The most unusual part of this story is that the bear circle helped me to break down  walls in my psyche. I had been brought up in the western academic tradition. I was a person who needed to have concrete proof  from “experts” that my personal experience was valid. Working with the bear circle, paying attention to my dreams, and celebrating earth based ritual brought me into a new relationship with myself.

Ironically, when I discovered the work of Rupert Sheldrake and became acquainted with field theory I learned how the bear circle probably worked, but over time these academic explanations came to matter much less. Time has shown me that calling on the bears for help simply works. Whatever the bear circle is capable of doing is always in service to Life as a whole, even if it includes death. Needless to say I do not travel anywhere without taking a small circle of bears with me.

I am presently living in Northern New Mexico, a place where the veil between the mundane and sacred world seems thin, probably because we are still surrounded by wilderness. I noticed shortly after my arrival that I experienced the potential power of the bear circle more intimately. That I am living on land that has been sacred to Indigenous Pueblo peoples for a very long time may also be partly responsible for some of this intensity because I also have Native American roots. I am developing a powerful sense of ‘home’ as I wander over the hills listening to a river that sings a song that seems to be “calling” out to me just as urgently as the bears continue to do.

Pay Attention, they say. And I do.

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Guardian of the Earth

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Some friends of mine gave me a mole carving for my birthday. I was delighted and intrigued by this gift because fetishes have been important to me for many years; they are also part of my Native heritage.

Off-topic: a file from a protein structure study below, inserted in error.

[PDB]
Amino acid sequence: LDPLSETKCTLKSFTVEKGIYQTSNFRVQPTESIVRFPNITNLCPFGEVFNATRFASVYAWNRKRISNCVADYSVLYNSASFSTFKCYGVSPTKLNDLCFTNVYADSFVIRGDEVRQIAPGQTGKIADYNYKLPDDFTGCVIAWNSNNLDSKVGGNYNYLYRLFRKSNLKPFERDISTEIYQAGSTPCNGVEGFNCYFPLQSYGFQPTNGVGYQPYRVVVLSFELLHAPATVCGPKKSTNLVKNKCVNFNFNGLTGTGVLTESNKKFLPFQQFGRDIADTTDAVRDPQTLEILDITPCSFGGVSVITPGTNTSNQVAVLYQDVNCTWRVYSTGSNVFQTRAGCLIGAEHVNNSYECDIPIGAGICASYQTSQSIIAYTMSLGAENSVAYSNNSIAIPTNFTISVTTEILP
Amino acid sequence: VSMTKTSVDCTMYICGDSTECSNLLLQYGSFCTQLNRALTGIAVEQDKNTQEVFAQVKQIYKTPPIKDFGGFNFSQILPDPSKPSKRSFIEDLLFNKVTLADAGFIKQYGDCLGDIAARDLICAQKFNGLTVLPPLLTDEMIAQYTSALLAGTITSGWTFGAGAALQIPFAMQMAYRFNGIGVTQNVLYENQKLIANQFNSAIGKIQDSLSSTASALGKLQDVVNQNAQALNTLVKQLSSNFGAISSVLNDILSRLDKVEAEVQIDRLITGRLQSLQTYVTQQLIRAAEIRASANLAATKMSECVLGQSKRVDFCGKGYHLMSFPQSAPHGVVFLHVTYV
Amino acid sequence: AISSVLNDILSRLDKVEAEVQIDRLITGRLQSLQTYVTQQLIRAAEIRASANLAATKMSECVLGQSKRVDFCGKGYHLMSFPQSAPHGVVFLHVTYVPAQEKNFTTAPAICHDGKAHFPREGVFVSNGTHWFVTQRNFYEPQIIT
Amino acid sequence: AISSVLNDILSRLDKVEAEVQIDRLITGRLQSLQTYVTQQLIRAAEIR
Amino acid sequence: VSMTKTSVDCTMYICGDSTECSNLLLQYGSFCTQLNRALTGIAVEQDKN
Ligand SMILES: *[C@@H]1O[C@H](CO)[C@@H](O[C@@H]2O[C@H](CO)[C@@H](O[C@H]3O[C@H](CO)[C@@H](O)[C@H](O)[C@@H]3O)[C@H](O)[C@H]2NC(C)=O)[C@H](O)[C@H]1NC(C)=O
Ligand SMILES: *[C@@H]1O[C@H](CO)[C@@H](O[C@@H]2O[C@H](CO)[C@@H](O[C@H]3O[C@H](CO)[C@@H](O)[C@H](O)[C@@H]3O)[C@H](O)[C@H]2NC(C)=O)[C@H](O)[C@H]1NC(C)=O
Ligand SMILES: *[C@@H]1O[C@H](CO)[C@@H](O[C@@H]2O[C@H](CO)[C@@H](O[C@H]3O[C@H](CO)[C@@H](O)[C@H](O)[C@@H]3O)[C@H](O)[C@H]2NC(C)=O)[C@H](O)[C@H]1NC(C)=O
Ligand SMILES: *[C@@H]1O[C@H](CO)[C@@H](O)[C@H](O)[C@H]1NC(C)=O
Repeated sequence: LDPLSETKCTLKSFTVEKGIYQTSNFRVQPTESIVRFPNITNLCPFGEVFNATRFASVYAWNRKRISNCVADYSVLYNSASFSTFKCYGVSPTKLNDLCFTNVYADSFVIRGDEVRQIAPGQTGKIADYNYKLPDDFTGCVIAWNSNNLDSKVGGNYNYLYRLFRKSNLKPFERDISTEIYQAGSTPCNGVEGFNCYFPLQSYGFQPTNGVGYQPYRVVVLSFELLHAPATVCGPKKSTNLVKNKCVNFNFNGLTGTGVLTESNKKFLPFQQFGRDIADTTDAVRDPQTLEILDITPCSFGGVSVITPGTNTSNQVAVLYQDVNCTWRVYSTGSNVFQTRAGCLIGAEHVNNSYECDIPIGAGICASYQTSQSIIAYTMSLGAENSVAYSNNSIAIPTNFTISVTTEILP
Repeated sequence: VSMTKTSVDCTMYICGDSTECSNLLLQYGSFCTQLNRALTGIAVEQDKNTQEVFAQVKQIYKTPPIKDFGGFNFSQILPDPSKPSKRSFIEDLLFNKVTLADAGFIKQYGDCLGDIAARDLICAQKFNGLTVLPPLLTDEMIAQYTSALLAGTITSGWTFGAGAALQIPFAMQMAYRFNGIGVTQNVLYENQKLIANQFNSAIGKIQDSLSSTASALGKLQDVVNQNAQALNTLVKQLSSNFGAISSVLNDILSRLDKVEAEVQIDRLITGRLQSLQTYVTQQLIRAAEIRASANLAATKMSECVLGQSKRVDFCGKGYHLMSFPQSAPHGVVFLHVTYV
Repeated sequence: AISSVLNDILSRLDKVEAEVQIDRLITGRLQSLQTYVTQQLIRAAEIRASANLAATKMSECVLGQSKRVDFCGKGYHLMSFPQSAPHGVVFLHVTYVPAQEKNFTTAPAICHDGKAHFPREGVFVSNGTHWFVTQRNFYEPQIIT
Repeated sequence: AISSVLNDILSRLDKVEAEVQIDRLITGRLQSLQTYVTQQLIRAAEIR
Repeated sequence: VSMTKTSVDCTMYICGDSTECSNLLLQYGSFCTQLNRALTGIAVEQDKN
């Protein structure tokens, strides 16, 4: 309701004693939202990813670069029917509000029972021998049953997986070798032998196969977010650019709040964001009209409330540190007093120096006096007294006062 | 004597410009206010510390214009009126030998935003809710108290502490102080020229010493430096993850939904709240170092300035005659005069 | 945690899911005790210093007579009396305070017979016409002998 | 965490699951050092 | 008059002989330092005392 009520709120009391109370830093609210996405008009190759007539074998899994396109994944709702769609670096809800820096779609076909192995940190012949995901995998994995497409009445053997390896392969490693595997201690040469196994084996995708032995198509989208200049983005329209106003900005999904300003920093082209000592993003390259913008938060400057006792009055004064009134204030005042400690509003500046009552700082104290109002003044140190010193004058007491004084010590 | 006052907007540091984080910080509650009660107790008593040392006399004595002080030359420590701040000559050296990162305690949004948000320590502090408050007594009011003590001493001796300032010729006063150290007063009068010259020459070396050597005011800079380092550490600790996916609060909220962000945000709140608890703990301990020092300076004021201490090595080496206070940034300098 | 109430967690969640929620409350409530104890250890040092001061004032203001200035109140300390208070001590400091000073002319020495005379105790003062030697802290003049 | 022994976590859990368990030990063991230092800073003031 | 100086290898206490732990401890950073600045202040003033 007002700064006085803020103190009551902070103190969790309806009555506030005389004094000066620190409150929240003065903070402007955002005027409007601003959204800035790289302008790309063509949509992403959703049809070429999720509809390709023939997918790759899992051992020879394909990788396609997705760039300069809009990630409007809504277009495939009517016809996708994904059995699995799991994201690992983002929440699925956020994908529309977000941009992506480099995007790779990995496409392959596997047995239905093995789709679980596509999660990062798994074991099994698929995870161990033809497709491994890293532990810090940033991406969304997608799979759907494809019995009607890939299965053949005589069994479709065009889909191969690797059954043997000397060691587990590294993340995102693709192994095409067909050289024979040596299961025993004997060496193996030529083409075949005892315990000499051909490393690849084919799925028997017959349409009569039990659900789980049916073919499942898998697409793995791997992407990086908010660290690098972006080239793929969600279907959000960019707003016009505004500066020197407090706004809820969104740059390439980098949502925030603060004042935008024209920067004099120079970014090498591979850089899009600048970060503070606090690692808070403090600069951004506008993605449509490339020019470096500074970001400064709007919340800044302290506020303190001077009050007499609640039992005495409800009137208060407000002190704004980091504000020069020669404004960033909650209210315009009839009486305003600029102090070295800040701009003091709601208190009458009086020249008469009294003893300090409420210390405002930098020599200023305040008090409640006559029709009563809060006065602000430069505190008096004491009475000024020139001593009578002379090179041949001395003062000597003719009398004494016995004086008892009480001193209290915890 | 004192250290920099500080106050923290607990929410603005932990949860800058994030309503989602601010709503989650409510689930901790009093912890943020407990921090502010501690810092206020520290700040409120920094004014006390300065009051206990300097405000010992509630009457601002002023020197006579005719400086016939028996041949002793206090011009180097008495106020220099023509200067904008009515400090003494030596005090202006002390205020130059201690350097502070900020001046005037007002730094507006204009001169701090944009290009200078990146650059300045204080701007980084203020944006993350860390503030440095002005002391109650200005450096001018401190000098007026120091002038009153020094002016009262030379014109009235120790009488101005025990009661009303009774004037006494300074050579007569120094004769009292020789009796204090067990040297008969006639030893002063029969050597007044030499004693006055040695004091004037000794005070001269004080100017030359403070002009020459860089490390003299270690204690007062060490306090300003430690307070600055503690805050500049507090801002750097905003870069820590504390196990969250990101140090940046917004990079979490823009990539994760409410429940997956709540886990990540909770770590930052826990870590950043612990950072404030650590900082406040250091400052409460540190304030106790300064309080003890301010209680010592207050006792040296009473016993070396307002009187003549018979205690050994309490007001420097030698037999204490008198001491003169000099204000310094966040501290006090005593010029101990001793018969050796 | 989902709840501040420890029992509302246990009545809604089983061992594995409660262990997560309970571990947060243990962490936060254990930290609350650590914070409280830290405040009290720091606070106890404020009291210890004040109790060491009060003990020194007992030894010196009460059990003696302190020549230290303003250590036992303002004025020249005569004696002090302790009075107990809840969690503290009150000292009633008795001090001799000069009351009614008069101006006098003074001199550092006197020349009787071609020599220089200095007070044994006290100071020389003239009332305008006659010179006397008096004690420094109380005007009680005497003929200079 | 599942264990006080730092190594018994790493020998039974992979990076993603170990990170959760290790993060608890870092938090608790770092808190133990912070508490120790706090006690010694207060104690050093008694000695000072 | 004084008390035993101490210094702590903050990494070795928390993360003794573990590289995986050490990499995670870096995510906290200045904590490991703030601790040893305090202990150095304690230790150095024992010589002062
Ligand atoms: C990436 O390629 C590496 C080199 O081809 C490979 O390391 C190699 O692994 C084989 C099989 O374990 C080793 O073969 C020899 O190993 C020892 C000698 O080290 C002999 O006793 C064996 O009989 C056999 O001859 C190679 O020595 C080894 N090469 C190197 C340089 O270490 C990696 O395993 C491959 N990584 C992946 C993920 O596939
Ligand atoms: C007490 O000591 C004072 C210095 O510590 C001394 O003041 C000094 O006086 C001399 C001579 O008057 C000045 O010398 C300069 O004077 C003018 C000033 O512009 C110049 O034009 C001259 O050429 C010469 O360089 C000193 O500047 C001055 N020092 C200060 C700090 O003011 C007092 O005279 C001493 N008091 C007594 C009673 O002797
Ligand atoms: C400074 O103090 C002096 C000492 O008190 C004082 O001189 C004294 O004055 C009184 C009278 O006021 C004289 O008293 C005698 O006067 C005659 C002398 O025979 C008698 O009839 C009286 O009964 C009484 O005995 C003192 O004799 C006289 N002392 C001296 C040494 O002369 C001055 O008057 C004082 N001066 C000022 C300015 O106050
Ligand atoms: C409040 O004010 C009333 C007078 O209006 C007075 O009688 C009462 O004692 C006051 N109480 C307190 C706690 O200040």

A fetish is usually carved out of antler bone or stone. The artist has a personal relationship with the animal that s/he is carving and because of that relationship the bone or stone “lives” and communicates either practical (as in hunting, or curing illness) or spiritual (as in guidance or protection) information to its owner. These carvings are also given to others as gifts transferring the power embodied in the stone from one person to another sometimes intergenerationally. Fetishes act as mediators between the two worlds that are interconnected, the seen and the unseen.

The best known stone carvers are the Zuni Indians who inhabit the southwest. Many years ago I bought a medicine bear from Zuni carver Stuart Quandelacy and began to correspond with him after I had an unusual experience with the little pipestone bear. I loved the story he told me about creating his medicine bears. Whenever he carved one to sell he would ask the Bear Spirit to guide the bear to an owner who needed its particular power. Stuart became the Zuni carver who put medicine bears on the map.

Unfortunately New Age folks co –opted native fetishes (as well as other Indigenous customs) and assigned their own western interpretations to them. The problem with this approach is that the carvings were/are taken out of their original Indigenous context which includes keen observation of the animal in question in the wild and is also based on the intimate relationship that develops between that person and the animal. Fetishes are not symbols, they embody genuine Animal Powers.

In order to understand the power behind a fetish, we have to recognize that Native peoples were not only naturalists, but were people who did not privilege the human species over any other. Animals were understood to have as much intelligence as humans. Native peoples remembered the stories their elders told – that the people learned how to live from observing the behavior of the animals around them – Because animals have been on the earth for three hundred and fifty million years, while humans have only been in their present form for two hundred thousand years, this approach to older “relatives” (non – human species) seems well documented by the scientific community today. To Native peoples who choose the old ways, animals continue to be powerful teachers and allies…

When I received my little black mole I immediately did some mythological research on moles. I learned that in some Native American tribes mole helped during the hunt because he lived beneath the trees at the edge of the forest. He could trip or slow down prey so it could be caught.